Friday, 15 August 2014

Foxs dancing in Worcester for Foxtrot  (our very own weekend dance festival) 2014

Foxs Morris are a mixed Border Morris Dance side, based in the Worcestershire village of Cookley. Do explore this website and the side's Flickr, Twitter and Facebook pages to find out more and when you can see Foxs in action.

Foxs (and two 'hens') in Worcester for Foxtrot 2014

Foxs Origins

Foxs Morris started in the summer of 1999, when a group of friends got together with a mutual interest in the tradition of folk dance and music. This small group were all members of 'the Friends of Cookley School' or FOCS - hence FOCS Morris. After much confusion over our name, it was changed to FOXS Morris, which still causes some confusion due to the 's' on the end.

Nowadays Foxs Border Morris has become a larger group, but still retains a wonderfully friendly and inclusive community atmosphere. Much of the side is still made up of village residents or those connected with Cookley Primary School, whilst other members come each week from Worcester and the Black Country.

Kinver Country Fayre 2014

Over the years Foxs Morris have entertained thousands of people in audiences across the country and even Europe (Foxs were the first side to dance in front of the Brandenburg Gate!) The side have also made friends with countless other Morris teams, many of whom come to Foxs' annual weekend of dance in July, 'Foxtrot', as well as the 'Wassail' that the side hosts in the village in early January.
 

Border Morris

Foxs Morris perform an interpretation of the 'Border' Morris dances (so-called due to the counties' proximity to the border of England and Wales) collected in Worcestershire, Herefordshire and Shropshire. Almost every person you ask gives a different interpretation and theory of the origins, meanings & symbolisms of the Border Morris tradition. Foxs don't feel the need to agree on most of these, however certain aspects of the side's kit reflect some theories on the tradition's past as a form of winter begging:
  • Wearing bells- to add noise and rhythm
  • Dance with sticks- to add noise & look threatening
  • Blacken the face- to disguise dancers and musicians

Upton Folk Festival 2013

Whilst this history/folklore is both interesting and important, Foxs add their own contemporary touches to both the kit, style of dancing and music to keep Foxs Border Morris a 'living tradition'. For more information on the dances and music of Foxs Morris, check the Dances and Music page.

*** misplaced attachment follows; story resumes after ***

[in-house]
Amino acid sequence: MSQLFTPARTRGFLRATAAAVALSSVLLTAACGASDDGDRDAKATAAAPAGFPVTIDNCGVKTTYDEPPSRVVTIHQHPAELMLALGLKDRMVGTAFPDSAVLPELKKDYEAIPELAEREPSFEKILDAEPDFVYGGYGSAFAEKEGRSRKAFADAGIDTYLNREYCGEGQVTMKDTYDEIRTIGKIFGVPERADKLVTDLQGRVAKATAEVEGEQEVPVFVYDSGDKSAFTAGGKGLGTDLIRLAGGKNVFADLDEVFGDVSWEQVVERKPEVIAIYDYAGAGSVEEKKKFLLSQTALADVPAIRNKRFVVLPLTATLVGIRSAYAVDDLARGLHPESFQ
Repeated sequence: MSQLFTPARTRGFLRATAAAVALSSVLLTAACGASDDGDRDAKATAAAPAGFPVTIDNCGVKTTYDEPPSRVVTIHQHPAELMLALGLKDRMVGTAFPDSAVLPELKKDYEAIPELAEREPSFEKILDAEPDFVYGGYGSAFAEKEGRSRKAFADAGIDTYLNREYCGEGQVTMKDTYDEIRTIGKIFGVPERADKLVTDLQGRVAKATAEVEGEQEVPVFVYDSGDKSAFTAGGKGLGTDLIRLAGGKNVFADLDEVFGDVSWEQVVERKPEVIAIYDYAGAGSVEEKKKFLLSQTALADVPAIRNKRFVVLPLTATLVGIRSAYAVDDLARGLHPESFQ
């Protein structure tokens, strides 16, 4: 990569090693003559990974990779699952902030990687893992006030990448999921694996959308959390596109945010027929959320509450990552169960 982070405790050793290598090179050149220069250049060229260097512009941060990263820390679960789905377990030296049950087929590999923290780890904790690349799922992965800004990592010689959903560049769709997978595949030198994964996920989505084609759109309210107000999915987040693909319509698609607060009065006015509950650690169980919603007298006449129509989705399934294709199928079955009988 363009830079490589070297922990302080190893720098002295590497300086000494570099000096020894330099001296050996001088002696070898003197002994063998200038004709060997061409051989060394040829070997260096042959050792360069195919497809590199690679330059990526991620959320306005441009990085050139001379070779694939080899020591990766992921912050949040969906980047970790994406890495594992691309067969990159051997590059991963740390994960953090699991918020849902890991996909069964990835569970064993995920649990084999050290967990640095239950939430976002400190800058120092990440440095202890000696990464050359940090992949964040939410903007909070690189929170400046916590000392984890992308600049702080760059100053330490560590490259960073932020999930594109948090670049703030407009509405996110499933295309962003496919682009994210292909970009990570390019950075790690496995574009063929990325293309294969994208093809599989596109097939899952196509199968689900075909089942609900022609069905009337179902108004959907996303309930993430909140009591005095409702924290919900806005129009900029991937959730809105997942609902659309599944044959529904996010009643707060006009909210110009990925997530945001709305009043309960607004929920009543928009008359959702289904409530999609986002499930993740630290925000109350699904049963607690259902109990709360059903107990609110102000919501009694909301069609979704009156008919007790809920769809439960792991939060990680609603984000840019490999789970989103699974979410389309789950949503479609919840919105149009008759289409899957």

Joining

Foxs are a welcoming and inclusive group of musicians and dancers and are always happy to welcome new faces. If you are interested in what the side does, the best way to find out more & join in is to come along to a practice night (check the Contacts page for more details). There is no obligation to join, or to decide whether you would prefer to dance or play an instrument at the outset. Here are some things to consider:

Dancers: Foxs welcome all levels of prior experience and aim to be as inclusive as possible. If the side have an upcoming performance, it may be that some of a practice involves rehearsal for that; however there will still be plenty of opportunities to learn dances, as well as watching. Foxs don't assess or 'pass' new dancers before letting them dance with the side (as many sides in fact do), however you should know that to get the most from Morris dancing, you will need to attend most practices.

Foxs at Hallow Country Fair 2014

Musicians: If you play an instrument you would be welcome to join Foxs' band of musicians. You needn't be able to read music, though tunes and chords will be available should you prefer. Foxs particularly welcome melody or percussion instruments and prefer to play acoustically, rather than with amplification.


Some Foxs musicians playing at a wedding in Feckenham 2013